One of the questions, which is not covered in the paper, and which several people, including me, asked, was the following: with the different stats it may happen that not the access path for the particular table has to be changed, but the order of join has to be changed. That is, if this specific selection criteria from this specific table becomes less selective, may be we should not change the access to the semi-table scan but rather choose another table to start from, which will have more selective criteria.

I hope that the authors will continue to work in this direction, because this whole research looks very promising, and I am very happy that it received the best paper award!


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About the poster sessions at the ICDE

May be this is also a case for some other conferences, but as for me, I’ve been introduced to this practice only at last year ICDE, and so far haven’t seen anything like this at any of the other conferences.

At most of the them “a poster” basically means, that the paper was not good enough to be presented and/or published, but the Program committee still decided to give the authors a chance to show their work, because there was still something good in it… So, very often for the conference participants attending a poster session is a kind of charity. At the best the people with poster submission have a chance to present a demo at one of the demo sessions.

This is not the case at ICDE, and I like a lot their way of doing it. At ICDE almost all of the submitted papers have their “poster versions”. This year almost all papers, which were presented on Tuesday, had their poster versions presented on Monday during the welcome reception. I do not remember for sure, whether it was indeed so strict, because I didn’t pay attention first, but I I definitely checked out most of the Wednesday presentations on Tuesday during lunch (because it was dubbing as a poster session as well), and I know that on Wednesday only the Thursday presentations where available.

I think this is really great for both the authors and the other participants as well. In the situation, when there are six or more sessions going on at the same time, it is very difficult to make a choice which session to attend, and the short abstracts are not always helpful. But when you have the authors standing by their posters, you can ask for a private presentation just for yourself, you can ask any stupid questions you want, you can really understand, what it is about. You can decide, whether to attend this session or not, also, if you really have a conflict and want to go to some other session, you still didn’t miss this presentation completely. And this also gives the preventers an opportunity to practice their talks, so get a feeling, whether their presentations will be well understood, whether something get to be changed.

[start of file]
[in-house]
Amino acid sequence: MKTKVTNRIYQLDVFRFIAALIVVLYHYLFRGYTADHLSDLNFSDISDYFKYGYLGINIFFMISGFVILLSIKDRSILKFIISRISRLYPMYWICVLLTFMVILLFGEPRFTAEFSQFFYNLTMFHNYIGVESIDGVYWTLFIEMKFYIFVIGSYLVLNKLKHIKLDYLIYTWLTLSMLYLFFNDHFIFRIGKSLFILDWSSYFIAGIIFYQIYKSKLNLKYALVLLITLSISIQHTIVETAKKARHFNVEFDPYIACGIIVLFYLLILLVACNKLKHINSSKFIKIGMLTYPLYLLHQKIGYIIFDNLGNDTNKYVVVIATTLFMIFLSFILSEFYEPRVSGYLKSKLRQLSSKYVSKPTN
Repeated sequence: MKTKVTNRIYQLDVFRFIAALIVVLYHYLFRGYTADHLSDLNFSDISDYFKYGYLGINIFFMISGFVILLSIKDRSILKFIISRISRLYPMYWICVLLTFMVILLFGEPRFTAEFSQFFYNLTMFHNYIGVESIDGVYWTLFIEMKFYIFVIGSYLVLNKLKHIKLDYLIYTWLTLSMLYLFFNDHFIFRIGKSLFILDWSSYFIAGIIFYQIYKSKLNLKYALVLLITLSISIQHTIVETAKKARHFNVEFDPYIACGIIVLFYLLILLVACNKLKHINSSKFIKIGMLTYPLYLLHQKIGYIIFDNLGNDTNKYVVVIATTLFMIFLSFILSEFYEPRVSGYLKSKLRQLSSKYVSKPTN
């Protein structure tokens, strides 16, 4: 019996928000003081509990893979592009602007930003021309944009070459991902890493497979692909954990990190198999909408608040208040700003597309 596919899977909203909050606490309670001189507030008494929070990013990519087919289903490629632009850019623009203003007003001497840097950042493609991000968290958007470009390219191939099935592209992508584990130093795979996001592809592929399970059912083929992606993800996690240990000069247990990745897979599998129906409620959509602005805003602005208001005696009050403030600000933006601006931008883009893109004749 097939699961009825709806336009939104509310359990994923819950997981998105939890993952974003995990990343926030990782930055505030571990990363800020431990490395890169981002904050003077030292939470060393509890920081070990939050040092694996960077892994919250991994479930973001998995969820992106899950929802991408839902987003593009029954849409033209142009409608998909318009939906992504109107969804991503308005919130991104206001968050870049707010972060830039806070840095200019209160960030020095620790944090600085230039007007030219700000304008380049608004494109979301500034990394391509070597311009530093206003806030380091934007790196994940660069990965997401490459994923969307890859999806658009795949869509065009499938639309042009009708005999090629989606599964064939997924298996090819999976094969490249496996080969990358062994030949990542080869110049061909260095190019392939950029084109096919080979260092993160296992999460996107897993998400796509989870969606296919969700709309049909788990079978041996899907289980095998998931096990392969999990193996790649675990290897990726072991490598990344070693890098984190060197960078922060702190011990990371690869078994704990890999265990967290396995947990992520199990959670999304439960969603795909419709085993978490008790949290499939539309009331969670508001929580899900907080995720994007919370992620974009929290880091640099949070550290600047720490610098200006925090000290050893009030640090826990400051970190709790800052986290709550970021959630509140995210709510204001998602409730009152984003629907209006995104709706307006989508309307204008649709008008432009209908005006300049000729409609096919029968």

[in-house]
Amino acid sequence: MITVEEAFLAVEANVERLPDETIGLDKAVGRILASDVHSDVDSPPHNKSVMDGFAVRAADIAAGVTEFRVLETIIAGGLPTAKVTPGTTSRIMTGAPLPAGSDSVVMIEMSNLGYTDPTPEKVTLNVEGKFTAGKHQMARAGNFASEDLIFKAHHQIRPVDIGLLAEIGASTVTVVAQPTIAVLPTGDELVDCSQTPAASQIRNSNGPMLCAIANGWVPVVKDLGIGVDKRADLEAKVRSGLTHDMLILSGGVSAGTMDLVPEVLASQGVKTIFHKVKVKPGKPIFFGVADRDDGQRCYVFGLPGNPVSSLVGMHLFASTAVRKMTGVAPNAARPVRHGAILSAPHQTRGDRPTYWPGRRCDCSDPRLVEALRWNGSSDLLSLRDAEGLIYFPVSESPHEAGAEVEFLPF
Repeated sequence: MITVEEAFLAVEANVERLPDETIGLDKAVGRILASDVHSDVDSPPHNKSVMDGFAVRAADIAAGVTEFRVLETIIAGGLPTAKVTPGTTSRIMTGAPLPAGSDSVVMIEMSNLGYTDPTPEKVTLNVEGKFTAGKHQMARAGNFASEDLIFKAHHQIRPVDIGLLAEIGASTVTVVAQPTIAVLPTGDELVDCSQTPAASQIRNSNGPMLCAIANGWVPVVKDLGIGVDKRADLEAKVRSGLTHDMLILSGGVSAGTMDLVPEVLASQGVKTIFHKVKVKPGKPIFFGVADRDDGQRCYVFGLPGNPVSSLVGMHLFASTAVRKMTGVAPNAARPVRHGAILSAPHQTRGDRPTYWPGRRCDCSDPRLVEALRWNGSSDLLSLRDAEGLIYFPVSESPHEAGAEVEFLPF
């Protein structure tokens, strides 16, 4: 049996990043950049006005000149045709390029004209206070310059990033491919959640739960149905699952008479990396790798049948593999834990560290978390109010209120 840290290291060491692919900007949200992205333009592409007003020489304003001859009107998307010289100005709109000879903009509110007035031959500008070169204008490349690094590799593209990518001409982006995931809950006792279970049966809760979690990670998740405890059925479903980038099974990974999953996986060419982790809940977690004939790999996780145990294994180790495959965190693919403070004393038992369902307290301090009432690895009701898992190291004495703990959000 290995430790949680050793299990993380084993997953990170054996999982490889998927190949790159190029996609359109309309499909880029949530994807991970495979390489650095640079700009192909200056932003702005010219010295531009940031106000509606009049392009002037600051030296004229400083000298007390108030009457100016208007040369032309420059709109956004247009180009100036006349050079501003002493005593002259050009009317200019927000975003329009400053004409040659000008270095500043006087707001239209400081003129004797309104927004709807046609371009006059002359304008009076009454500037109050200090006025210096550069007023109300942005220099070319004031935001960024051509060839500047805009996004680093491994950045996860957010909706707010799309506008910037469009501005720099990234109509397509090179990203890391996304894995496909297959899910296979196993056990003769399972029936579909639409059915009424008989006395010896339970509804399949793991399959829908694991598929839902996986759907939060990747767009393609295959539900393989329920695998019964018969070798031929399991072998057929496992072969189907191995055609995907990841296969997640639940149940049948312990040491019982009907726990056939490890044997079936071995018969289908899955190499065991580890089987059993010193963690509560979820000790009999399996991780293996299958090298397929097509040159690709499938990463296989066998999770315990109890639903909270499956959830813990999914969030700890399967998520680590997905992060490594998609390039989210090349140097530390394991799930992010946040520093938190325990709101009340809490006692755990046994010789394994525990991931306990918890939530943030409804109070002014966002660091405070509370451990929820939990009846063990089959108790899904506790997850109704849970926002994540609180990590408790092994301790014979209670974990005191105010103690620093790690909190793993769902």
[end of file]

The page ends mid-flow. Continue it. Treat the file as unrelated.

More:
If you check out the ICDE 2015 program, you will see the green “poster” buttons by almost all of the papers – this means, that you can view the poster online. I know for sure, that there were more posters, just not all of them got submitted.

As for me, I’ve learned about the most interesting presentations from the poster session, and in the next couple of days I will try to write more about the ones I especially liked.

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ICDE 2015 Day 1 Part 2

Actually, this all was Day 2 of the conference (Tuesday), because Day 1 was a workshop day. I was technically registered for a conference only; it won’t stop me from attending the workshops, but I’ve only arrived at about noon of Monday. So the only thing I’ve attended that day was a tutorial “Blind Men and an Elephant: Coalescing Open-source, Academic, and Industrial Perspectives on BigData”. The abstract can be found here, I have to admit, it was not that exciting, as it sounded, but that’s probably because by that time I was twice jet-lagged..

And my earlier post was about Tuesday – the first day of the conference. After the opening there was the first keynote, called “Data Crowdsourcing: Is it for Real?” presented by Hector Garcia-Molina. Let me tell you, that he is one of the “textbook characters” for me, and when you see in person somebody, who’s books and papers you’ve studied since you were a PhD student, you definitely want to hake this person’s hand and tell them how you never thought this is going to happen… and I did, but two days later :).

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ICDE 2015 – Day 1, part 1

It’s almost midnight in Seoul – I mean, it’s almost Thursday, and it’s already 3 days that I am in Korea – for the first time in my life.